(Română) Persoanele cu dizabilități lipsiți de drepturi

The Report on respect for human rights of persons with mental disabilities institutionalized in mental health hospitals of the Republic of Moldova (in Romanian language) can be read here aici

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How Smart is This: the Constitutional Court of the Republic of Moldova says ”The age is not a prohibited ground of discrimination because it is not expressly listed in any of the international human rights treaties”

Opinion on Constitutional Court’s judgement no 6 of 22 March 2011 regarding the constitutionality of  art. 62 para (1) point d) of the Law on public office and status of public officials nr. 158-XVI of 4 July 2008

Republic of Moldova has no antidiscrimination law, but it has Article 16 of the Constitution which declares that every citizen (not even every body, only citizens) of the Republic of Moldova are equal before the law and public authorities, with no distinction based on rase, nationality, ethnic origin, language, religion, sex, opinion, political membership, fortune or other social origin. Moldovan Constitutional Court is the only judiciary with the authority to interpret the provisions of the Constitutions (probably except the prohibition of discrimination) and determine whether any law, decision, regulation adopted by the Parliament or the Government may qualify as unconstitutional.

On 22 March 2011 the Constitutional Court issued a judgment where it has found no violation of the constitutional right to be not discriminated against on the ground of age. The Court found support of its view in Article 2 paragraph 2 of the International Covenant on Economic, Social and Cultural Rights and Article 7 of the Universal Declaration of Human Rights which do not have age as an expressly mentioned prohibited ground of discrimination. The Constitutional Court even disagrees that age would be covered by “other status” arguing that in this particular case the age of the plaintiff is the precise condition for dismissal mentioned in the law.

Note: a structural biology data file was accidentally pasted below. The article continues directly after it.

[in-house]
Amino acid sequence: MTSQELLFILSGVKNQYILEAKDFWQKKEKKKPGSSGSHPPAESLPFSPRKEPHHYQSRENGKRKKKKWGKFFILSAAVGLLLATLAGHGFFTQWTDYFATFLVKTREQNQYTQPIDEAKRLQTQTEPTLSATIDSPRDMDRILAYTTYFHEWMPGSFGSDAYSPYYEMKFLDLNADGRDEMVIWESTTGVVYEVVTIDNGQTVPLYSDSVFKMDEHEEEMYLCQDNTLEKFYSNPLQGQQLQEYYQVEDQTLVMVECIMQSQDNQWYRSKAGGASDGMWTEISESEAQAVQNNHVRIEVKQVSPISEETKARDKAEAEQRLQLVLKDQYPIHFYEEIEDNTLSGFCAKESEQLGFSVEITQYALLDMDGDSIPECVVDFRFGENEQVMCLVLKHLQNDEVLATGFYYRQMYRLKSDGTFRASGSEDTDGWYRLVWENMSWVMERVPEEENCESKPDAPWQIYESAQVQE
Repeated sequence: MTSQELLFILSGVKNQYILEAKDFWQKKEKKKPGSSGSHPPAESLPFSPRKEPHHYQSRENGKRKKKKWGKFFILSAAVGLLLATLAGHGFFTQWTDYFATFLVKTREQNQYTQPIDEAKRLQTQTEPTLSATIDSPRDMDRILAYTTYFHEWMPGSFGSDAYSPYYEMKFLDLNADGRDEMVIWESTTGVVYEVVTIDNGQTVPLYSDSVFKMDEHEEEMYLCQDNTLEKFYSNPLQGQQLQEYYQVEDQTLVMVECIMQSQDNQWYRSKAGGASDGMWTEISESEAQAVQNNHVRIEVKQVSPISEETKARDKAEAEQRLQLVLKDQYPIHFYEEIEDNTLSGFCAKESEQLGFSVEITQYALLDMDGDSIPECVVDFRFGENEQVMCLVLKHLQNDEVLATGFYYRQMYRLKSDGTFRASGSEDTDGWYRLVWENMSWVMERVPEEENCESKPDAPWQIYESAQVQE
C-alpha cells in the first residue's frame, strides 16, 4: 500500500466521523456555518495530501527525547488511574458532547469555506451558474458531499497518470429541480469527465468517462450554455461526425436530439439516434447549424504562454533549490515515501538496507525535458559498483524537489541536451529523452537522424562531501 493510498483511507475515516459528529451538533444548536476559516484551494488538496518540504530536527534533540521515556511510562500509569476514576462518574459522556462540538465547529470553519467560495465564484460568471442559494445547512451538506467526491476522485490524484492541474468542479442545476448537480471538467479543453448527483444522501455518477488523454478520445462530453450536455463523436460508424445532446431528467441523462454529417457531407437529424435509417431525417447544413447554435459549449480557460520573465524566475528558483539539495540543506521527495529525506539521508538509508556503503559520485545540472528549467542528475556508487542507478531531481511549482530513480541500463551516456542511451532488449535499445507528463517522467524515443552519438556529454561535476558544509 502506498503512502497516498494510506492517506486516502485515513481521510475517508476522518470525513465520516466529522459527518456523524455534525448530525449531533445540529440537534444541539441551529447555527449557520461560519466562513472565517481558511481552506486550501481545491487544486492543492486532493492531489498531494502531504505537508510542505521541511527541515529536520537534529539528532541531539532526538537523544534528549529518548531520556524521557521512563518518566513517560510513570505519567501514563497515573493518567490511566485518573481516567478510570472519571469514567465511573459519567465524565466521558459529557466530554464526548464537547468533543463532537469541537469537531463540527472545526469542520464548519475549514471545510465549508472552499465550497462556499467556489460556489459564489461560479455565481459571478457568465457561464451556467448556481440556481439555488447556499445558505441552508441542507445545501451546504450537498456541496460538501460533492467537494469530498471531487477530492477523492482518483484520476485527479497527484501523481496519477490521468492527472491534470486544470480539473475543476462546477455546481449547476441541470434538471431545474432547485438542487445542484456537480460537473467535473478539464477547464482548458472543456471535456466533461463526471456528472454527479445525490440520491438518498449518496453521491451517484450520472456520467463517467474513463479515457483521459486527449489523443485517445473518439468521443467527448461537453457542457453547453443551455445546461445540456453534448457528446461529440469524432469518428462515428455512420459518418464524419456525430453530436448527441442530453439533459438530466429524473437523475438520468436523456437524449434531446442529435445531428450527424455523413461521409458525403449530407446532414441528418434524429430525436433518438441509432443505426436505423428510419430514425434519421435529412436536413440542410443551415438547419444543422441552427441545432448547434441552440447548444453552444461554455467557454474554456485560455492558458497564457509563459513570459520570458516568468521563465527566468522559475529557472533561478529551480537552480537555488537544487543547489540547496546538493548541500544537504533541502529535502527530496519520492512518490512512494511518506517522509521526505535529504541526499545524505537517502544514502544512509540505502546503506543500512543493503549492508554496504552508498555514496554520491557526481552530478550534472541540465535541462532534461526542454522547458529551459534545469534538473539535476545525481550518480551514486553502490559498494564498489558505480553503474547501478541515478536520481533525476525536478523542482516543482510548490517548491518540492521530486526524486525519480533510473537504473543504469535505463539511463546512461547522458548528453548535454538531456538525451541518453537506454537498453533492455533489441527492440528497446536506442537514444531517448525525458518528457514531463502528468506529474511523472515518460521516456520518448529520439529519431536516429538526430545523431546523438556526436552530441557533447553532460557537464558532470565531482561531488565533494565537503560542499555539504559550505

The plaintiff had been dismissed from his job as public official by the decision of the Ministry of Education based on Art. 62 para 1 point d) of the Law regarding public office and the status of public officials of 4 July 2008 which allowed termination of employment on the ground of age when the employee reached the retiring age. The plaintiff appealed the decision to terminate his employment but lost in the first instance court. In the appeal before the Supreme Court of Justice, he argued that this provision is unconstitutional because it denies him the right to labour and protection against unemployment, as well as discriminates against him on the basis age. The plaintiff reached the retiring age of 62. The Supreme Court of Justice suspended the examination of the appeal and lodged a petition with the Constitutional Court asking to find unconstitutional Art. 62 para 1 point d) of the Law regarding public office and the status of public officials of 4 July 2008.

The Constitutional Court explains that since the goal of the Law regarding public office and the status of public officials is to ensure a stable, professional, impartial, transparent and efficient public service in the interest of the society and the person holding public office ensures that the prerogatives of the states policies are implemented, which imposes high professional requirements on all those holding public office. The Court further agues that to avoid any risks of damages the interests of the state, public order, human rights and freedoms, dignity of citizens, the Law made an exception from the general rule and expressly mentioned that the person will be holding public office only until reaching the retiring age. It rejects the argument that such a provision violates the right to labour and protection against unemployment as it says that this right is no absolute and the person is not forbidden from seeking employment in accordance with its professional qualifications. It is only denied the right to hold public office to persons that reached their retiring age, 57 for women and 62 for men. The Constitutional Court sustains that public officials should be treated differently from all other employees of the public sector, in light of the special functions they have. This, in Court’s view, justifies the provision in Art. 62 para 1 point d) of the Law that ends employment with the one who reached his retiring age.